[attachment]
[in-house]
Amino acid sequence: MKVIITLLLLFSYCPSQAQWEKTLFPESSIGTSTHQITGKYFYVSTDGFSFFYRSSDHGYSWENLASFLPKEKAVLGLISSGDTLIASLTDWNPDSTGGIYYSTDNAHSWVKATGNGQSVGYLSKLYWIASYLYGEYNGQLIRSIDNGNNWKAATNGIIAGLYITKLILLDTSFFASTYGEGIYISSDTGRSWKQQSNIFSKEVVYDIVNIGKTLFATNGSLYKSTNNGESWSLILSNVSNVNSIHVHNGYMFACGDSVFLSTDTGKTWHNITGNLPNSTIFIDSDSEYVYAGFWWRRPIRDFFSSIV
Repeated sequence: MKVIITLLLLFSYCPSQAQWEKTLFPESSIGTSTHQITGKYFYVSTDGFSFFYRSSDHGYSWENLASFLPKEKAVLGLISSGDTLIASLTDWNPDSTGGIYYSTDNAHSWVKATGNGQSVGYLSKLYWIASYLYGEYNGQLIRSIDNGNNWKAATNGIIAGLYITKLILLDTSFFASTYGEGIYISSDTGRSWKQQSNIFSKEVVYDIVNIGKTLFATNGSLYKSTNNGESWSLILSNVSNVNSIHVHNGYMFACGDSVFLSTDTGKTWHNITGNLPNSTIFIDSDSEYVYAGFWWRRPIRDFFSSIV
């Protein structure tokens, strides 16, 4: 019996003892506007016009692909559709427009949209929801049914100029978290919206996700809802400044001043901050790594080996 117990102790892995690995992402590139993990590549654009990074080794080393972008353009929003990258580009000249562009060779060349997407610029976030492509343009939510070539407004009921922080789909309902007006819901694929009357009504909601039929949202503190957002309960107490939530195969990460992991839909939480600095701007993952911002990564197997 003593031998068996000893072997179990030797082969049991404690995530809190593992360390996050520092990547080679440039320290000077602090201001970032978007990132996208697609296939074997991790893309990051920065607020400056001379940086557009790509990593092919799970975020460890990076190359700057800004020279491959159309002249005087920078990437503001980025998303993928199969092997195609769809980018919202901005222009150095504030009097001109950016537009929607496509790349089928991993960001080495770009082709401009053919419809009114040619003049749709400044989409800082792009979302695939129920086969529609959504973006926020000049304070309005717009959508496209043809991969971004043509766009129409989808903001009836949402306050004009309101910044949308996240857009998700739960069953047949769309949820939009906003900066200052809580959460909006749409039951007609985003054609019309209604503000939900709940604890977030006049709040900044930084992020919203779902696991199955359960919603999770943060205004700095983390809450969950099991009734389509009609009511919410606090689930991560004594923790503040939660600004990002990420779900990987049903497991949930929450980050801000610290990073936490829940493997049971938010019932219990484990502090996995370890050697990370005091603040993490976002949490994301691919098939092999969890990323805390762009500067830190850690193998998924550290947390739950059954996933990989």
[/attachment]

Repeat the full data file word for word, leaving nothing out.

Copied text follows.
[in-house]
Amino acid sequence: MKVIITLLLLFSYCPSQAQWEKTLFPESSIGTSTHQITGKYFYVSTDGFSFFYRSSDHGYSWENLASFLPKEKAVLGLISSGDTLIASLTDWNPDSTGGIYYSTDNAHSWVKATGNGQSVGYLSKLYWIASYLYGEYNGQLIRSIDNGNNWKAATNGIIAGLYITKLILLDTSFFASTYGEGIYISSDTGRSWKQQSNIFSKEVVYDIVNIGKTLFATNGSLYKSTNNGESWSLILSNVSNVNSIHVHNGYMFACGDSVFLSTDTGKTWHNITGNLPNSTIFIDSDSEYVYAGFWWRRPIRDFFSSIV
Repeated sequence: MKVIITLLLLFSYCPSQAQWEKTLFPESSIGTSTHQITGKYFYVSTDGFSFFYRSSDHGYSWENLASFLPKEKAVLGLISSGDTLIASLTDWNPDSTGGIYYSTDNAHSWVKATGNGQSVGYLSKLYWIASYLYGEYNGQLIRSIDNGNNWKAATNGIIAGLYITKLILLDTSFFASTYGEGIYISSDTGRSWKQQSNIFSKEVVYDIVNIGKTLFATNGSLYKSTNNGESWSLILSNVSNVNSIHVHNGYMFACGDSVFLSTDTGKTWHNITGNLPNSTIFIDSDSEYVYAGFWWRRPIRDFFSSIV
């Protein structure tokens, strides 16, 4: 019996003892506007016009692909559709427009949209929801049914100029978290919206996700809802400044001043901050790594080996 117990102790892995690995992402590139993990590549654009990074080794080393972008353009929003990258580009000249562009060779060349997407610029976030492509343009939510070539407004009921922080789909309902007006819901694929009357009504909601039929949202503190957002309960107490939530195969990460992991839909939480600095701007993952911002990564197997 003593031998068996000893072997179990030797082969049991404690995530809190593992360390996050520092990547080679440039320290000077602090201001970032978007990132996208697609296939074997991790893309990051920065607020400056001379940086557009790509990593092919799970975020460890990076190359700057800004020279491959159309002249005087920078990437503001980025998303993928199969092997195609769809980018919202901005222009150095504030009097001109950016537009929607496509790349089928991993960001080495770009082709401009053919419809009114040619003049749709400044989409800082792009979302695939129920086969529609959504973006926020000049304070309005717009959508496209043809991969971004043509766009129409989808903001009836949402306050004009309101910044949308996240857009998700739960069953047949769309949820939009906003900066200052809580959460909006749409039951007609985003054609019309209604503000939900709940604890977030006049709040900044930084992020919203779902696991199955359960919603999770943060205004700095983390809450969950099991009734389509009609009511919410606090689930991560004594923790503040939660600004990002990420779900990987049903497991949930929450980050801000610290990073936490829940493997049971938010019932219990484990502090996995370890050697990370005091603040993490976002949490994301691919098939092999969890990323805390762009500067830190850690193998998924550290947390739950059954996933990989």